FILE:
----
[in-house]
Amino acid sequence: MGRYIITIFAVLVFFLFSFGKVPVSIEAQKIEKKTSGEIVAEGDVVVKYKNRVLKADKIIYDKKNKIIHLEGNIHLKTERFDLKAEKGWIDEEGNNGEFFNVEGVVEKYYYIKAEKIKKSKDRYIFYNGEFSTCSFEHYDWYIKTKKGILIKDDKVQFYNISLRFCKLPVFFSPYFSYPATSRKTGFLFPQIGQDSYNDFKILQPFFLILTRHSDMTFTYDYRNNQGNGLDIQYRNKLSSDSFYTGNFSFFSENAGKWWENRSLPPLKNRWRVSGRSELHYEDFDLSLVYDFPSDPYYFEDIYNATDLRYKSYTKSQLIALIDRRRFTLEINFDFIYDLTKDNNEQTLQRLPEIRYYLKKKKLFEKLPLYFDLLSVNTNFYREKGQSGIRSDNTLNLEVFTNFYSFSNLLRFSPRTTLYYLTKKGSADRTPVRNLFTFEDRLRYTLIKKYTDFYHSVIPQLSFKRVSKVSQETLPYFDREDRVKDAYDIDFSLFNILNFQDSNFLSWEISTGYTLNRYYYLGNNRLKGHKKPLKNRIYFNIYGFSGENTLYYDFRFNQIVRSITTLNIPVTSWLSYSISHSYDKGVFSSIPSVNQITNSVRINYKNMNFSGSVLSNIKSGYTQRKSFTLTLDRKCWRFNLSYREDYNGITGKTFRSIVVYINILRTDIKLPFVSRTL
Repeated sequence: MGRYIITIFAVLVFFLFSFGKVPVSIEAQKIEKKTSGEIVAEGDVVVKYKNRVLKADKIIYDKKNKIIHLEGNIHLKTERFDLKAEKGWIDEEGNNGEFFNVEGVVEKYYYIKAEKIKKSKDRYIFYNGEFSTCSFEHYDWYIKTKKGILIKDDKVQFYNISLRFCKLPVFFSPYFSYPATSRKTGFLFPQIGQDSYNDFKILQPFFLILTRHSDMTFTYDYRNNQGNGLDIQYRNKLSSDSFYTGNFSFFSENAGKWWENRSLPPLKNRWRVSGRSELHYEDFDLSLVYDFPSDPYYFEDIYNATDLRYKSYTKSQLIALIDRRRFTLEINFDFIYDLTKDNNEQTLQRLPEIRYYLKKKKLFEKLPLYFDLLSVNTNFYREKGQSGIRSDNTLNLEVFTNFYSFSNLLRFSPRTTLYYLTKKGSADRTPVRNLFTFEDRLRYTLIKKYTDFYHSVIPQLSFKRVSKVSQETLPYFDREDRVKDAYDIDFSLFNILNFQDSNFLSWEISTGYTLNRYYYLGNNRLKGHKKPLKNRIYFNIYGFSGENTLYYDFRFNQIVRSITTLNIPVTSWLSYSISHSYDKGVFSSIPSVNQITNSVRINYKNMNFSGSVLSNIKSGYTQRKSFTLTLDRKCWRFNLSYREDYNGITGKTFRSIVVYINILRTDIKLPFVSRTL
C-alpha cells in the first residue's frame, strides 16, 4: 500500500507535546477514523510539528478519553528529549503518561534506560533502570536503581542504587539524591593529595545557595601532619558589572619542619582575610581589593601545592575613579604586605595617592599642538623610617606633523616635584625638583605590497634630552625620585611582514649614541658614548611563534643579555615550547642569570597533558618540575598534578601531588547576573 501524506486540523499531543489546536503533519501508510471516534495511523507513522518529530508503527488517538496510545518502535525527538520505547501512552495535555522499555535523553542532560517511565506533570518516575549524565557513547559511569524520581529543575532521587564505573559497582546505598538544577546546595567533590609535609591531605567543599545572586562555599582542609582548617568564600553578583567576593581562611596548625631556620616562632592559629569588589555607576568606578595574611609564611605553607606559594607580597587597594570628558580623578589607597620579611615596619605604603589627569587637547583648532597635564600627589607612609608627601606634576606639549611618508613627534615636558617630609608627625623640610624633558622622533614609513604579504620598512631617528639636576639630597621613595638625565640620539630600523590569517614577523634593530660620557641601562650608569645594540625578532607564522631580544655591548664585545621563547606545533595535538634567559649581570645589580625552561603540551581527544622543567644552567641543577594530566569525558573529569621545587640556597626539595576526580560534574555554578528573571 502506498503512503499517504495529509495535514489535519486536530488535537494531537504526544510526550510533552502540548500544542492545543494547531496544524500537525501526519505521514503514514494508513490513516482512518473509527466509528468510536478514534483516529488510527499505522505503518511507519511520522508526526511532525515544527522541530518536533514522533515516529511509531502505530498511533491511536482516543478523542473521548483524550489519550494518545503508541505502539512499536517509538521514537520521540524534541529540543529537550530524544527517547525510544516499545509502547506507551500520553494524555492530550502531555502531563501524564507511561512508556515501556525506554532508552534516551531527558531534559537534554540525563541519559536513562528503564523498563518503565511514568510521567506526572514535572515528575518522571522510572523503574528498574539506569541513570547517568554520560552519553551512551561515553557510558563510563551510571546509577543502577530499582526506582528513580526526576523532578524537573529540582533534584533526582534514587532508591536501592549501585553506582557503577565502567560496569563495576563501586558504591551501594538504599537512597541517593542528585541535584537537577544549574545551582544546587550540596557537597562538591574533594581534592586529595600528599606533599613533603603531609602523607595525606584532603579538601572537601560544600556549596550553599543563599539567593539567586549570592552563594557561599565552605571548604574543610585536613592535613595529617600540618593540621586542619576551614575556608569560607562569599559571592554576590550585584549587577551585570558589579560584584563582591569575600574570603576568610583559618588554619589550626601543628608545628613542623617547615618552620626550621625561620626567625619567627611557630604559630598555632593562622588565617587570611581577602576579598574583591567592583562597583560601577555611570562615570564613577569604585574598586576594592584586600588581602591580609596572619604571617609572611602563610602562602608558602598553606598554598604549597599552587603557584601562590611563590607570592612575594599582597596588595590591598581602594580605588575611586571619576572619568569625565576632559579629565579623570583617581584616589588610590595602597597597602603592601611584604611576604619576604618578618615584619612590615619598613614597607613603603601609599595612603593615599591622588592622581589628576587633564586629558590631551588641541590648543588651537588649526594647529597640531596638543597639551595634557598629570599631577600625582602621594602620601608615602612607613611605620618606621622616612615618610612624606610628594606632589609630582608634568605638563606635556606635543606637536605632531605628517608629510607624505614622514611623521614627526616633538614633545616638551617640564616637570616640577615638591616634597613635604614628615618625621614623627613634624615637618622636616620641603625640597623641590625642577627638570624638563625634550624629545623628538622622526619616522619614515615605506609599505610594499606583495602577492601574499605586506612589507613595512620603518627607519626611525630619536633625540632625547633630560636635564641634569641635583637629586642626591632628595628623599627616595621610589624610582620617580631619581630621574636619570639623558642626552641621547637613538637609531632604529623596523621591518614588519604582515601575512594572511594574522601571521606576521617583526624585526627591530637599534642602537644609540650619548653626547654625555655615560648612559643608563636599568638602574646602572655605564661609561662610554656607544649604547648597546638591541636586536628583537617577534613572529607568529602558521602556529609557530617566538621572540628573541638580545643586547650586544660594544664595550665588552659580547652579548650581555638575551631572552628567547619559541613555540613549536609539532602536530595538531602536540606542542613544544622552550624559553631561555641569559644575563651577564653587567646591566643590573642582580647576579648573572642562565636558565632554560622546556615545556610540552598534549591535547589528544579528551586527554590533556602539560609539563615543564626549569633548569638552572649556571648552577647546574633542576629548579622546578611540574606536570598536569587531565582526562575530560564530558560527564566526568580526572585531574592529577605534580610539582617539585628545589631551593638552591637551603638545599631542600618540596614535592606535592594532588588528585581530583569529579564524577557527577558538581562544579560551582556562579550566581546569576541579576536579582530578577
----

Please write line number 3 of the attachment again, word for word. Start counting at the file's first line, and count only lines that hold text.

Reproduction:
Repeated sequence: MGRYIITIFAVLVFFLFSFGKVPVSIEAQKIEKKTSGEIVAEGDVVVKYKNRVLKADKIIYDKKNKIIHLEGNIHLKTERFDLKAEKGWIDEEGNNGEFFNVEGVVEKYYYIKAEKIKKSKDRYIFYNGEFSTCSFEHYDWYIKTKKGILIKDDKVQFYNISLRFCKLPVFFSPYFSYPATSRKTGFLFPQIGQDSYNDFKILQPFFLILTRHSDMTFTYDYRNNQGNGLDIQYRNKLSSDSFYTGNFSFFSENAGKWWENRSLPPLKNRWRVSGRSELHYEDFDLSLVYDFPSDPYYFEDIYNATDLRYKSYTKSQLIALIDRRRFTLEINFDFIYDLTKDNNEQTLQRLPEIRYYLKKKKLFEKLPLYFDLLSVNTNFYREKGQSGIRSDNTLNLEVFTNFYSFSNLLRFSPRTTLYYLTKKGSADRTPVRNLFTFEDRLRYTLIKKYTDFYHSVIPQLSFKRVSKVSQETLPYFDREDRVKDAYDIDFSLFNILNFQDSNFLSWEISTGYTLNRYYYLGNNRLKGHKKPLKNRIYFNIYGFSGENTLYYDFRFNQIVRSITTLNIPVTSWLSYSISHSYDKGVFSSIPSVNQITNSVRINYKNMNFSGSVLSNIKSGYTQRKSFTLTLDRKCWRFNLSYREDYNGITGKTFRSIVVYINILRTDIKLPFVSRTL